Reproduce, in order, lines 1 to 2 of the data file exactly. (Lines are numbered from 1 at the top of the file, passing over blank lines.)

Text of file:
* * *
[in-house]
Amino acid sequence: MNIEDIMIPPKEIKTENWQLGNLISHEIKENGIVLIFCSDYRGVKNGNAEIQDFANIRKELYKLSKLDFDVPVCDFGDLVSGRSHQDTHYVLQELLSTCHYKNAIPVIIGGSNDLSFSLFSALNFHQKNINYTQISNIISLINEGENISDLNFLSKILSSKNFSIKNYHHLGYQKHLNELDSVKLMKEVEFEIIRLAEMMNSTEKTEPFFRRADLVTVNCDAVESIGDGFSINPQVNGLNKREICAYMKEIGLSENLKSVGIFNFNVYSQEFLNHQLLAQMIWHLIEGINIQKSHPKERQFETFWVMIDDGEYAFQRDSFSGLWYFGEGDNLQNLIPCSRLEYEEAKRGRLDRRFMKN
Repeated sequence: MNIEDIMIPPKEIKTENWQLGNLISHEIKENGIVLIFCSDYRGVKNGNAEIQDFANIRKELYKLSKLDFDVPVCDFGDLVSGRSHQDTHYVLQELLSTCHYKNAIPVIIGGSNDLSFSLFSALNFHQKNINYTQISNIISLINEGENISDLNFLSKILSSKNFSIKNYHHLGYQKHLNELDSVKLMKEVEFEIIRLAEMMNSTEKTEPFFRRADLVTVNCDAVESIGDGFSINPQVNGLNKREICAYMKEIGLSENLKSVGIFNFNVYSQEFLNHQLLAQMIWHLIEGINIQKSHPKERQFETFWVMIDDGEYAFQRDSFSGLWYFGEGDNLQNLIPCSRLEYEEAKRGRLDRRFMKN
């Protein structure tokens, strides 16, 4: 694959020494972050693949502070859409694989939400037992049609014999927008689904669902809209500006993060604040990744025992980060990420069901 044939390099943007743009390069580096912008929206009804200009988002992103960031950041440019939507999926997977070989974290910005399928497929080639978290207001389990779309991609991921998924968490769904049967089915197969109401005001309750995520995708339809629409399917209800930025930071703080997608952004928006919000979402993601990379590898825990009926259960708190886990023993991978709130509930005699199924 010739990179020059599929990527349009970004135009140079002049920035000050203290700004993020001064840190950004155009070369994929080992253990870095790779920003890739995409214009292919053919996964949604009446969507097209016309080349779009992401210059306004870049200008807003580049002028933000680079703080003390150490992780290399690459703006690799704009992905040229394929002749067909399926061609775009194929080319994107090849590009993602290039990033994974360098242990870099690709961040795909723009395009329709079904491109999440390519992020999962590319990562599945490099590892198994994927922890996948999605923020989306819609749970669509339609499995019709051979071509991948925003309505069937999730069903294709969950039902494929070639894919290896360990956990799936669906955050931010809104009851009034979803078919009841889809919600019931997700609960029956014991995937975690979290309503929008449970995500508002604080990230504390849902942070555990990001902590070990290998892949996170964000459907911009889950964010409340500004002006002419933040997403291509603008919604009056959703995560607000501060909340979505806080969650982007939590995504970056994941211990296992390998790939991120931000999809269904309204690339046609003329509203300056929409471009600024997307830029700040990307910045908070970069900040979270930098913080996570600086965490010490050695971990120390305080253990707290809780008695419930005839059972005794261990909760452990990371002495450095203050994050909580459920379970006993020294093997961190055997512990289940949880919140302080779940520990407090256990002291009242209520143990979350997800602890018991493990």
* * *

[in-house]
Amino acid sequence: MNIEDIMIPPKEIKTENWQLGNLISHEIKENGIVLIFCSDYRGVKNGNAEIQDFANIRKELYKLSKLDFDVPVCDFGDLVSGRSHQDTHYVLQELLSTCHYKNAIPVIIGGSNDLSFSLFSALNFHQKNINYTQISNIISLINEGENISDLNFLSKILSSKNFSIKNYHHLGYQKHLNELDSVKLMKEVEFEIIRLAEMMNSTEKTEPFFRRADLVTVNCDAVESIGDGFSINPQVNGLNKREICAYMKEIGLSENLKSVGIFNFNVYSQEFLNHQLLAQMIWHLIEGINIQKSHPKERQFETFWVMIDDGEYAFQRDSFSGLWYFGEGDNLQNLIPCSRLEYEEAKRGRLDRRFMKN